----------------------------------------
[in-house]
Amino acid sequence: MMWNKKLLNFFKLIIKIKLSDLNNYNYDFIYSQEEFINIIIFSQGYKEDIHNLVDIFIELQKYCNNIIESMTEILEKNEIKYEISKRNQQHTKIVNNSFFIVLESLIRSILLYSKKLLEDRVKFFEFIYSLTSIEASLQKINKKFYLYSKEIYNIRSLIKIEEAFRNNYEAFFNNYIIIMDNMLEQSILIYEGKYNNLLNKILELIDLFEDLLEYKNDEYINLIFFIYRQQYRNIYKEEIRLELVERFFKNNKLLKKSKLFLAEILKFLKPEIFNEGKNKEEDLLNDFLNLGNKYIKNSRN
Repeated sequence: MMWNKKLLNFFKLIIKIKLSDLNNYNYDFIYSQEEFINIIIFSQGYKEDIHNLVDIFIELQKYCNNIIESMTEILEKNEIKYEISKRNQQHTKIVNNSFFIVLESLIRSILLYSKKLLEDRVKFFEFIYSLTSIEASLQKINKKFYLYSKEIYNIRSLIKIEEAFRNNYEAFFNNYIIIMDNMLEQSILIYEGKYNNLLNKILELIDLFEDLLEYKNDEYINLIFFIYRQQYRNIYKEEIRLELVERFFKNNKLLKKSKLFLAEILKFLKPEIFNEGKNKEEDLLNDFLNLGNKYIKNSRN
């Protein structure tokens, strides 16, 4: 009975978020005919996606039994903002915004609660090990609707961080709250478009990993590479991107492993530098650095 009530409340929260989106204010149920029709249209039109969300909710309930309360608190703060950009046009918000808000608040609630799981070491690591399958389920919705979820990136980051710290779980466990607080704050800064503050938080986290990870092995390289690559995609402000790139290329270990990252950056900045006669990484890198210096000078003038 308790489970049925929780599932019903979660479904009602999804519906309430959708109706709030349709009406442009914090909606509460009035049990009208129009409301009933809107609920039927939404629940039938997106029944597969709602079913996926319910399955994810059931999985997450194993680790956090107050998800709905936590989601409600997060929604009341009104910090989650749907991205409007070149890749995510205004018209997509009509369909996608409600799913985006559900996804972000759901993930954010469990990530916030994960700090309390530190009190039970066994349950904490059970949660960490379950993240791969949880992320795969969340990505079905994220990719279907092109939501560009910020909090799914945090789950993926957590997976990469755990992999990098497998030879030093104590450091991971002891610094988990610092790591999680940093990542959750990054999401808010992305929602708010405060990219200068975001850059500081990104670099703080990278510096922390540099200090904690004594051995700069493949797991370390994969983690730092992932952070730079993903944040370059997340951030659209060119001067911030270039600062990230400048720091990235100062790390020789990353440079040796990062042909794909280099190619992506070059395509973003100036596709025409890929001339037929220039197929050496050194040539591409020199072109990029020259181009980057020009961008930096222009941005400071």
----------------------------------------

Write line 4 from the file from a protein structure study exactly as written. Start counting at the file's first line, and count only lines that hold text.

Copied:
């Protein structure tokens, strides 16, 4: 009975978020005919996606039994903002915004609660090990609707961080709250478009990993590479991107492993530098650095 009530409340929260989106204010149920029709249209039109969300909710309930309360608190703060950009046009918000808000608040609630799981070491690591399958389920919705979820990136980051710290779980466990607080704050800064503050938080986290990870092995390289690559995609402000790139290329270990990252950056900045006669990484890198210096000078003038 308790489970049925929780599932019903979660479904009602999804519906309430959708109706709030349709009406442009914090909606509460009035049990009208129009409301009933809107609920039927939404629940039938997106029944597969709602079913996926319910399955994810059931999985997450194993680790956090107050998800709905936590989601409600997060929604009341009104910090989650749907991205409007070149890749995510205004018209997509009509369909996608409600799913985006559900996804972000759901993930954010469990990530916030994960700090309390530190009190039970066994349950904490059970949660960490379950993240791969949880992320795969969340990505079905994220990719279907092109939501560009910020909090799914945090789950993926957590997976990469755990992999990098497998030879030093104590450091991971002891610094988990610092790591999680940093990542959750990054999401808010992305929602708010405060990219200068975001850059500081990104670099703080990278510096922390540099200090904690004594051995700069493949797991370390994969983690730092992932952070730079993903944040370059997340951030659209060119001067911030270039600062990230400048720091990235100062790390020789990353440079040796990062042909794909280099190619992506070059395509973003100036596709025409890929001339037929220039197929050496050194040539591409020199072109990029020259181009980057020009961008930096222009941005400071």